Melanie Rae Thon
I have been inspired by numerous high-profile searches for missing children - from the abduction and return of Elizabeth Smart to the miraculous survival of eleven-year-old Brennan Hawkins who emerged unharmed after four days and five nights alone in the Uinta Mountains. Other searches have ended more tragically - a boy never found, a young girl found murdered - but what unifies all these incidents is the way in which the search itself becomes holy: a missing child belongs to, and is loved by, a whole community. As strangers work together toward a single cause, they become family - bound by love not only to the child lost, but to all who gather. This is what I wish to illuminate in my novel about a search for a missing boy: the web of compassion, astonishing grace in the midst of suffering, what Edward Galeano calls "the potent magic, a luminous mystery that redeems the human adventure in the world."
The generous fellowship from the National Endowment for the Arts will give me an opportunity to pursue my most challenging research. The winter light and landscape of northwestern Montana - the river, the severe weather, the people and wild creatures of this particular region - inspire and inform my project. I wish to immerse myself so that I may render the animate environment and my people's lives as fully and honestly as possible. I am grateful for the freedom, but even more thankful for the faith. This gift from the NEA is a blessing and a responsibility, one I hope to honor through my work.
From the short story "Confession for Raymond Good Bird"
You hauled thirty-seven dead sheep down a hillside west of Helena. They'd died as one, skulls fractured by lightning, the head of each sheep resting tenderly on the rump of another. They were filthy now, their gray wool rain-soaked, their shocked bodies bloated. Flies swarmed you and them. Crows and hawks and kestrels circled. You lifted them by their broken legs, you and two Colombian men who called themselves Jesús and Eduardo, who jabbered as they worked, quick Spanish words muffled by bandannas. You tore your own rag from your mouth and nose to be with the dead, to know their smell, to breathe their bodies. The Colombian brothers laughed when they heard you choking. Estúpido. Even then you didn't hide your face. You heaved the pitiful animals into the bed of the rancher's truck. You saw that each face was distinct, with a certain space between the eyes, a soft curve of the mouth, a singular tilt of nose and forehead. Each one of them - and you, and Jesús, and Eduardo - secretly made, silently beloved. Why were you whole? Why were they shattered?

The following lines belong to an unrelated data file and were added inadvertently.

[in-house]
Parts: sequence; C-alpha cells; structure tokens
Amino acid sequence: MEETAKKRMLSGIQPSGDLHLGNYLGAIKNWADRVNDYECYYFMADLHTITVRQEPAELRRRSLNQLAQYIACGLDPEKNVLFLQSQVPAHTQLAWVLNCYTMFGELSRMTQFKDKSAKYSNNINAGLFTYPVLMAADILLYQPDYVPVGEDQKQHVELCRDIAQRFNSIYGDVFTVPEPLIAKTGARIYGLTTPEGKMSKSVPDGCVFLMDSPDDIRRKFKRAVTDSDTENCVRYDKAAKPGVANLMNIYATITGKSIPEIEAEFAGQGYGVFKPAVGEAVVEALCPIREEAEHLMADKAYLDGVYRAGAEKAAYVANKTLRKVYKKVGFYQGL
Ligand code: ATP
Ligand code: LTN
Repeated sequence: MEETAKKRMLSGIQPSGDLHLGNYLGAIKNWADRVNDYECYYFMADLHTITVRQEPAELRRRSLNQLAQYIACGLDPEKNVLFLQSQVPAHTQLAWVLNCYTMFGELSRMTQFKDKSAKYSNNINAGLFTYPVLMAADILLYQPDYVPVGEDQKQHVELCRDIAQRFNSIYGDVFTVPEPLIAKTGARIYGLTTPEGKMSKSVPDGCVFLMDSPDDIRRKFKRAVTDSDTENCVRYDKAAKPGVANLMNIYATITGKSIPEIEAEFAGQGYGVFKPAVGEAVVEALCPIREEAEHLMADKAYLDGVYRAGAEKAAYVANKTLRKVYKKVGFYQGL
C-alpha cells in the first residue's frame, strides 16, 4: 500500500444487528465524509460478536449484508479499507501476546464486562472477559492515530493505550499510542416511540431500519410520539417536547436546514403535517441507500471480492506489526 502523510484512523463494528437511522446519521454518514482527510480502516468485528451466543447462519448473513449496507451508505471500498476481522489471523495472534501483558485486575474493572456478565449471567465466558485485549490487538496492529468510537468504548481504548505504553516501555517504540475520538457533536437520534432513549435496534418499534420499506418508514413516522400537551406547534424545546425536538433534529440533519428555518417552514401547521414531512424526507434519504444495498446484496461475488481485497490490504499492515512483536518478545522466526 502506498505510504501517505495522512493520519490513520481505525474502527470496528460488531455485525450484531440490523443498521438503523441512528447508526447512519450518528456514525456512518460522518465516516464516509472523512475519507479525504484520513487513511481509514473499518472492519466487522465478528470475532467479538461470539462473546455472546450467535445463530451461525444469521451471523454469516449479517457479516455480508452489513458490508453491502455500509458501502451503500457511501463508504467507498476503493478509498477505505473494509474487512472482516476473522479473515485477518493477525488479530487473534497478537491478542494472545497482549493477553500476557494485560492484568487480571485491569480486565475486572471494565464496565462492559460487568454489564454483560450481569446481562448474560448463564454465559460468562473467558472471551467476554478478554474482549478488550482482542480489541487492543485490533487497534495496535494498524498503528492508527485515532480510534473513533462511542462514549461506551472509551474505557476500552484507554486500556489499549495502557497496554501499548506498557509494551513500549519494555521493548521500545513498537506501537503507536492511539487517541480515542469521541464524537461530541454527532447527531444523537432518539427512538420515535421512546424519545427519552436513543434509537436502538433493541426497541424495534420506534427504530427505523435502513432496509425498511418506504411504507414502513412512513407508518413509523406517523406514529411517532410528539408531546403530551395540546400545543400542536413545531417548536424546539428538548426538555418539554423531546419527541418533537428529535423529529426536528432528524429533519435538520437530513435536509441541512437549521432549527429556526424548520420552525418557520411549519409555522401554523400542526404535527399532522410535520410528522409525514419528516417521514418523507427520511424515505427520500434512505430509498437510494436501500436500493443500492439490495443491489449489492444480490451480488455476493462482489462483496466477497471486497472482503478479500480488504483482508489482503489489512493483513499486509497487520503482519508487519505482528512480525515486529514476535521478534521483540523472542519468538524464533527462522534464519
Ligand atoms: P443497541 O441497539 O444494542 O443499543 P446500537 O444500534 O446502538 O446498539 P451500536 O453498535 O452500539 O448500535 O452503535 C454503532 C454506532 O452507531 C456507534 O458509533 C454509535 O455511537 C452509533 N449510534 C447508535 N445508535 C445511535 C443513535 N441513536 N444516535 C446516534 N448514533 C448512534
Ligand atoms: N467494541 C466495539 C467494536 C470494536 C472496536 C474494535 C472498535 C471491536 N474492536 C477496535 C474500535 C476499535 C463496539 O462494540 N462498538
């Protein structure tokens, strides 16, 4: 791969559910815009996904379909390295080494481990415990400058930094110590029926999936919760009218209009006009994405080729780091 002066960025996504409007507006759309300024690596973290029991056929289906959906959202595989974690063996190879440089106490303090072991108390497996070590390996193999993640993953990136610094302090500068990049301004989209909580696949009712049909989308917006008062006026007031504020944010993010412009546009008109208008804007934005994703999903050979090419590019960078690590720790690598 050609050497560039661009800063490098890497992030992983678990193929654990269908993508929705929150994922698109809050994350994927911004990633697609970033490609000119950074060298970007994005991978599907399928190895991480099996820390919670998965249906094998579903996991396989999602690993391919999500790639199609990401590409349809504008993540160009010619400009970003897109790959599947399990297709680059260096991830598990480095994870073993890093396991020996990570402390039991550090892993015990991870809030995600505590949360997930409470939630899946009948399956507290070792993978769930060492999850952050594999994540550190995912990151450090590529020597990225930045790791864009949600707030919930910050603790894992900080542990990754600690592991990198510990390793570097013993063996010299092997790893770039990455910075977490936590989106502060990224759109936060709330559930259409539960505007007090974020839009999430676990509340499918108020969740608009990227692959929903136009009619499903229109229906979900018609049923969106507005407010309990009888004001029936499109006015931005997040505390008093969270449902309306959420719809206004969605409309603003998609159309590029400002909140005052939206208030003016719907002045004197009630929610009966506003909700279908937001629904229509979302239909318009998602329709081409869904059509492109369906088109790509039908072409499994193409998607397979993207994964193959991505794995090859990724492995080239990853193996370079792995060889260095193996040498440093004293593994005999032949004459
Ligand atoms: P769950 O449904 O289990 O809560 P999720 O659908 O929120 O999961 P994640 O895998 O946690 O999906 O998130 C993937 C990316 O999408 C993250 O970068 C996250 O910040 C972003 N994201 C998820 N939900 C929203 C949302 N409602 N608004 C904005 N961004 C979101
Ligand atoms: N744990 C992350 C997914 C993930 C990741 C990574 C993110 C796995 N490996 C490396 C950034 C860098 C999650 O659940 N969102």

You left that night. Issaquah, Butte, Aberdeen, Seattle. You slept in the woods, in a cardboard box, in a barn with a whiteman's cow, in a bed of leaves under a freeway. You dove in dumpsters for bruised fruit, half-eaten buffalo wings, cold biscuits and gravy. You snatched three perfect blue eggs from the nest of a robin. The birds woke you for a hundred nights, beaks sharp as barbs in your lungs and liver. You stole corn from pigs and a gnawed bone from an old wolfhound. He rose on his crippled hips to tug his chain, too sick and slow to nip you. A goat gave you her milk, and for this offering, you praised her.
North of Spokane, you walked up a dirt road to a weather-wracked farmhouse. You meant to ask for work mucking stalls in exchange for one meal. Nobody answered your knock, but you touched the doorknob and it turned. You breathed, and the door opened. The sweet smell of cherries sucked you inside, pulled you in a dream down a long passage to a sun-dazzled kitchen.
There it was, all for you, a cherry pie with a lattice crust, cooling on the table. In the freezer, a half gallon tub of vanilla ice cream waited - untouched, perfectly white, unbelievably creamy.
You thought, Just one piece or maybe a quarter. The pie vanished. Who could blame you? You tried to stop, but you couldn't do it. In your swollen stomach, seven scoops of ice cream swirled.
Your head throbbed. You felt hot and cold at the same time, stunned by bliss and suddenly so tired. You staggered to the living room, but the couch was old, too short, too lumpy. Somehow you gathered the strength to climb the stairs. You opened three doors before you found the room you wanted, cool and dark with a wide bed and a down comforter.
You were afraid to sleep, but a voice that was your own voice gone mad and mocking said, Why stop now? Why resist this last pleasure? You knew you might die in this bed, victim of your own delight and a farmer's righteous fury. You woke to a woman's voice, insistent and gentle. Mister, you best get up now, go down those stairs and keep walking. She was white-haired, but not old - thin, but not frail. A farmer's wife, yes, without the farmer. The widow cradled an unraised rifle. She was kind: she wanted you to go, but she didn't want to scare you.
That night it rained and you slept in a child's treehouse. You crept out hours before dawn. If the boy came with his BB gun, he'd aim for your right eye and kill you.
Raymond Good Bird, twenty-two years gone. You walked close to death every hour, but somehow you survived, and then one day you came home to rest, and I let you die in your sister's kitchen.